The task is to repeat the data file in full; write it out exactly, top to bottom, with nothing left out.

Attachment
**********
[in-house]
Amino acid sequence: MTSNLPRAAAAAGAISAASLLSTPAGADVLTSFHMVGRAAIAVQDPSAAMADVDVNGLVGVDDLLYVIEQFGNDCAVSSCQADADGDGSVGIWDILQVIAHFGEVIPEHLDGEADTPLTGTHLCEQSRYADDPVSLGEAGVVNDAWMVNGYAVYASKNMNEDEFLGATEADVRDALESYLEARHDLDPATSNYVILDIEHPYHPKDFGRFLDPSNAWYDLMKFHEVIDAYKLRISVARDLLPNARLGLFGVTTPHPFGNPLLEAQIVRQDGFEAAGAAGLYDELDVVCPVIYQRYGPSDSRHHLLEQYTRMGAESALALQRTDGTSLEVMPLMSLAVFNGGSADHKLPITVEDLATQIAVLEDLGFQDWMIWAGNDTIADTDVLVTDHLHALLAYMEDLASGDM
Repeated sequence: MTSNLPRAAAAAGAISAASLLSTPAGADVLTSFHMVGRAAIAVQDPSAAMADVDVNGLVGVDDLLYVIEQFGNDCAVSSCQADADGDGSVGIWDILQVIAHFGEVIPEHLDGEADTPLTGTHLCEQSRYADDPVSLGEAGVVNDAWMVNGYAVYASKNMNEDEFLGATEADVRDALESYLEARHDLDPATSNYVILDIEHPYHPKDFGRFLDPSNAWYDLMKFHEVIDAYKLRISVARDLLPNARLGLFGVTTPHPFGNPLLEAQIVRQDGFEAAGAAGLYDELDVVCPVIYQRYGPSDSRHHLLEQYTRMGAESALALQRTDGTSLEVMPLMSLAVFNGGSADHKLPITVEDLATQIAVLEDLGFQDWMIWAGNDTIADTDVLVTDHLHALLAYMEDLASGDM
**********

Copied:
[in-house]
Amino acid sequence: MTSNLPRAAAAAGAISAASLLSTPAGADVLTSFHMVGRAAIAVQDPSAAMADVDVNGLVGVDDLLYVIEQFGNDCAVSSCQADADGDGSVGIWDILQVIAHFGEVIPEHLDGEADTPLTGTHLCEQSRYADDPVSLGEAGVVNDAWMVNGYAVYASKNMNEDEFLGATEADVRDALESYLEARHDLDPATSNYVILDIEHPYHPKDFGRFLDPSNAWYDLMKFHEVIDAYKLRISVARDLLPNARLGLFGVTTPHPFGNPLLEAQIVRQDGFEAAGAAGLYDELDVVCPVIYQRYGPSDSRHHLLEQYTRMGAESALALQRTDGTSLEVMPLMSLAVFNGGSADHKLPITVEDLATQIAVLEDLGFQDWMIWAGNDTIADTDVLVTDHLHALLAYMEDLASGDM
Repeated sequence: MTSNLPRAAAAAGAISAASLLSTPAGADVLTSFHMVGRAAIAVQDPSAAMADVDVNGLVGVDDLLYVIEQFGNDCAVSSCQADADGDGSVGIWDILQVIAHFGEVIPEHLDGEADTPLTGTHLCEQSRYADDPVSLGEAGVVNDAWMVNGYAVYASKNMNEDEFLGATEADVRDALESYLEARHDLDPATSNYVILDIEHPYHPKDFGRFLDPSNAWYDLMKFHEVIDAYKLRISVARDLLPNARLGLFGVTTPHPFGNPLLEAQIVRQDGFEAAGAAGLYDELDVVCPVIYQRYGPSDSRHHLLEQYTRMGAESALALQRTDGTSLEVMPLMSLAVFNGGSADHKLPITVEDLATQIAVLEDLGFQDWMIWAGNDTIADTDVLVTDHLHALLAYMEDLASGDM